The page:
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Career Support System - "For the Lifelong Success of Students"

I want to produce OU students who can thrive in society with a network of contacts in every field

•Lecturer, Center for Education in Liberal Arts and Sciences
Career Development Services, Support Center for Campus Life
Akihiko IESHIMA

"Career supporters" are OU students who have received a tentative job offer from a private company, government office, school, etc. These supporters provide advice on their path for the future, job hunting, etc., to younger students at the university, as well as plan and run job hunting events, at which Dr. Wani can be seen in his job hunting attire, from the perspective of individuals with job hunting experience.

Akihiko IESHIMA, who serves as supervisor, said, "Hearing from experienced students from the same university is very useful to students who are job hunting.

Through exchange with career supporters, students will not only conquer their own job hunting, but also think carefully about what they want to do for a career before they go out into society." He also spoke about the significance of the system: "Through exchange with other career supporters in different fields, those supporters can build both longitudinal and lateral connections."

Now in its third term, 45 OU students registered as career supporters this year, bringing the total to some 100 students since the system's first term. However, from the total number of graduates who found a job, the percentage of career supporters is still low.

"What I really want is for all OU students who have found a job to register as career supporters," said Mr. Ieshima. "The connections made as a career supporter will definitely prove useful for OU students in the future, and this system is also a branding strategy for OU." 

In the 2016-2017 academic year, the "Career Supporter Jr." system was started, in which current OU students are involved with planning and assistance for career support events. "I want to heighten students' awareness of career formation from early on in their college career and have them build a network that crosses over the boundaries of school, graduate school, and industry," said Mr. Ieshima.

He added, "I'd like to foster an awareness of career formation in OU students and turn them into leaders of civil society after their graduation."

Voices from Career Supporters

Career Supporter Alumni
"I want to connect my job hunting experience to current students

Mami WAKABAYASHI
Health/Social Security Project Office, KRI International Corporation
(2016 Graduate, Doctoral Program, Graduate School of Medicine)

I was active as a career supporter for half a year because I wanted to convey my experiences of finding employment in a private corporation after completing the doctorate program to current students. As a career supporter, I planned and ran counseling sessions for students who were job hunting after receiving their doctorate, as well as serving as a counselor myself. I felt that there was little information about job hunting for doctoral students while I was looking for a job. So, during my counseling sessions, I provided advice to job-hunting students in doctoral courses to ease their worries. I was also able to talk about career paths after graduation with other career supporters.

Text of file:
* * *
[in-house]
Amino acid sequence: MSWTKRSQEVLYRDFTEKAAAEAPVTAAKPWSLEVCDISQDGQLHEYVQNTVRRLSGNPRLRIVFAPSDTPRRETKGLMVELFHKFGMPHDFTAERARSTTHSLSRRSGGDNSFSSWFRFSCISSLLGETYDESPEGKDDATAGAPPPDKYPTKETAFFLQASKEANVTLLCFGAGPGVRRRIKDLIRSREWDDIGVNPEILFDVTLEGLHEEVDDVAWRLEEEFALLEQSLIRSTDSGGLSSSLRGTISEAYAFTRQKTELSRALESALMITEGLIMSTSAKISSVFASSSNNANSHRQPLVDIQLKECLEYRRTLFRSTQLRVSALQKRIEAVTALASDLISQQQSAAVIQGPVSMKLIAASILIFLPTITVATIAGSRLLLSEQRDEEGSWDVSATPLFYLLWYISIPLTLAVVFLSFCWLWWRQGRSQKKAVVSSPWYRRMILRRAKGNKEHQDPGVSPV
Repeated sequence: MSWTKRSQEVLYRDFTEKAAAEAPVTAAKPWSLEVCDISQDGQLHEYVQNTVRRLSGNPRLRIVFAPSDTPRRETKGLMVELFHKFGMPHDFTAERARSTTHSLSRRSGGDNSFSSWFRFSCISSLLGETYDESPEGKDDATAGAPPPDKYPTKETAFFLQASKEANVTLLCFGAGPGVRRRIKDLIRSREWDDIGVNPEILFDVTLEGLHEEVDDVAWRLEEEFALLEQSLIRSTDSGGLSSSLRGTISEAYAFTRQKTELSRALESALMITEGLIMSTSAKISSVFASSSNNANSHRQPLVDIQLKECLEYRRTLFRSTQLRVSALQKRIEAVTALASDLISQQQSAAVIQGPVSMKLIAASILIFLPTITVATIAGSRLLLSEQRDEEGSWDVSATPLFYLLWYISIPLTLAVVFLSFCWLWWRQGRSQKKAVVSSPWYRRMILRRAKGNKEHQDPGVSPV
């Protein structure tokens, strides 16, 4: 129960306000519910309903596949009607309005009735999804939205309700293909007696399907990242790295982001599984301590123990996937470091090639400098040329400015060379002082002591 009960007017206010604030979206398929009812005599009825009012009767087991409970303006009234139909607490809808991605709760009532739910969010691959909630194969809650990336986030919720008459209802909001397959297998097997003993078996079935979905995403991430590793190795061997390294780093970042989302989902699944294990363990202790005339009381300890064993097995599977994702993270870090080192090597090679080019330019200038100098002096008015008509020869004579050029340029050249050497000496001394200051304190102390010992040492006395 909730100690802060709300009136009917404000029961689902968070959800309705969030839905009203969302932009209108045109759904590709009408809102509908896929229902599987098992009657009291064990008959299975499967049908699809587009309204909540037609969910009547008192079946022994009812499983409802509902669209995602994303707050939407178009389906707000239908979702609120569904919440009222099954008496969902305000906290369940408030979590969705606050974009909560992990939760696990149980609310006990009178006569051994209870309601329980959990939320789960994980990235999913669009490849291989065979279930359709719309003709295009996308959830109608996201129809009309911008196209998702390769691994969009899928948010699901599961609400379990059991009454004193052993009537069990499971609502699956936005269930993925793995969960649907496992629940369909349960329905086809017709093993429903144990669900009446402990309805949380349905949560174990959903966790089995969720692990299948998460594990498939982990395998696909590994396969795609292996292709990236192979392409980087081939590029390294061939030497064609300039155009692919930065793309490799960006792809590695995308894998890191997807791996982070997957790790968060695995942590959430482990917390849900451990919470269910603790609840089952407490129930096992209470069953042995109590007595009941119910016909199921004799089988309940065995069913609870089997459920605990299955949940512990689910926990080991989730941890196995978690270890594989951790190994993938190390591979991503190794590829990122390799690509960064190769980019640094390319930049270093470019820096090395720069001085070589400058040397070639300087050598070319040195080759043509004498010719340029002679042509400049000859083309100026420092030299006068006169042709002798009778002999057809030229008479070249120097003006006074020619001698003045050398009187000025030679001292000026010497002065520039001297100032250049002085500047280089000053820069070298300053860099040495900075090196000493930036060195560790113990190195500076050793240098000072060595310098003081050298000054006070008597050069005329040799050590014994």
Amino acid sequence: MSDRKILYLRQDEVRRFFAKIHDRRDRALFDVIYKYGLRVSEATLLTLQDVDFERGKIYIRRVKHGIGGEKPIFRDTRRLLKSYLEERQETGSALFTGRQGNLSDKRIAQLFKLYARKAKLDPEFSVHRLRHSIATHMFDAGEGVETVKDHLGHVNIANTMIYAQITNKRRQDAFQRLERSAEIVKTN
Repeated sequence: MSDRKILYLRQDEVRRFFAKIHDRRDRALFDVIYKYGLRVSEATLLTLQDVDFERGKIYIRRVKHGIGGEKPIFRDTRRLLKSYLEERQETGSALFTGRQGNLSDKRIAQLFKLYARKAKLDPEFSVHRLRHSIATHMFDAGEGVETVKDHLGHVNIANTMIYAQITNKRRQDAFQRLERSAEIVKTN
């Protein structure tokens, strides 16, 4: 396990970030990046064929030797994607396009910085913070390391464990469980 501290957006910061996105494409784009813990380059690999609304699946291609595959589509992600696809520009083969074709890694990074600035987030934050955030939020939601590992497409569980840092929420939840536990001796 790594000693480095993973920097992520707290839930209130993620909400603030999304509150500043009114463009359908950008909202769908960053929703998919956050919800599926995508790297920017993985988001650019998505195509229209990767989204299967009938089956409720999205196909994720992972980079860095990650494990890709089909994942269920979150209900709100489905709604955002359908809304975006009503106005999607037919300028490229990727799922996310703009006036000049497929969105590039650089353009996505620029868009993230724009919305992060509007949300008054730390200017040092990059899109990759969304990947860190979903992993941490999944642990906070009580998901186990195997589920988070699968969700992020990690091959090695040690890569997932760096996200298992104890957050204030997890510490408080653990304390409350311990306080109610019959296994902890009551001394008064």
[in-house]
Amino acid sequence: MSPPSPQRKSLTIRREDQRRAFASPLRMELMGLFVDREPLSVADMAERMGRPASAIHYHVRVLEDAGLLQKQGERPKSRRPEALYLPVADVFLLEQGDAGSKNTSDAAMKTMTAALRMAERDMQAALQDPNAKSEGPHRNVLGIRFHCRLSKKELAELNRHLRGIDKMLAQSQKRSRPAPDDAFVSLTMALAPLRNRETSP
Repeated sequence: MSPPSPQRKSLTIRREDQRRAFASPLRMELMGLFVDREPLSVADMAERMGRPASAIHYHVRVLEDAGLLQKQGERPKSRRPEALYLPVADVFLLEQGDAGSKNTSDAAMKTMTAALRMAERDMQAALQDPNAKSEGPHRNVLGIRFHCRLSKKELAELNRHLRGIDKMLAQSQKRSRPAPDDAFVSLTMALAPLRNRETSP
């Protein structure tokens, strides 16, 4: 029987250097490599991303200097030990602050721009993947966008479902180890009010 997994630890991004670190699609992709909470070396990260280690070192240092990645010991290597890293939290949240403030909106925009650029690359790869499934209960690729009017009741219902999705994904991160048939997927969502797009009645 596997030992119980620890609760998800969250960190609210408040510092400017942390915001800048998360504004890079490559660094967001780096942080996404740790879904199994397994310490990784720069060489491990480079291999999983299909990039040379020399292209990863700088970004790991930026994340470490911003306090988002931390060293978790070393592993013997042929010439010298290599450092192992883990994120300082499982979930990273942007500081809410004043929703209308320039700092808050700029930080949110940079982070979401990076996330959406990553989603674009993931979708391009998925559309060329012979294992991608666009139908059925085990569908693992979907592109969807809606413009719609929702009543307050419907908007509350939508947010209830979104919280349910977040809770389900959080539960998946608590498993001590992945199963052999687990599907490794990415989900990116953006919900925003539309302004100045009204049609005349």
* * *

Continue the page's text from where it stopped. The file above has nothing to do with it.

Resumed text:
Current Career Supporter
"I'm happy to support younger students"

Risa KATAYAMA
(4th year, School of Foreign Studies/Offered position from BizReach, Inc.)

When I was worried about finding a job, I had opportunities to speak with various members of society, which allowed me to fully realize the importance of speaking with individuals who are at work in the real world. After I received a job offer, I decided that I wanted to plan events to tie together students who are job hunting and OU alumni, so I applied to be a career supporter. As a career supporter, I discussed with other supporters about just what kind of events would be valuable for students while hunting for a job, and I planned and ran unique events focusing on mock interviews, career talks with alumni working after graduation, as well as  group work in small groups.I felt a real sense of accomplishment when students wrote things like "I'm glad I participated because I was able to speak frankly with members of society that weren't hiring staff" on the post-event surveys.

This is a reprint of the article posted in the Osaka University Newsletter No. 74 (December 2016).

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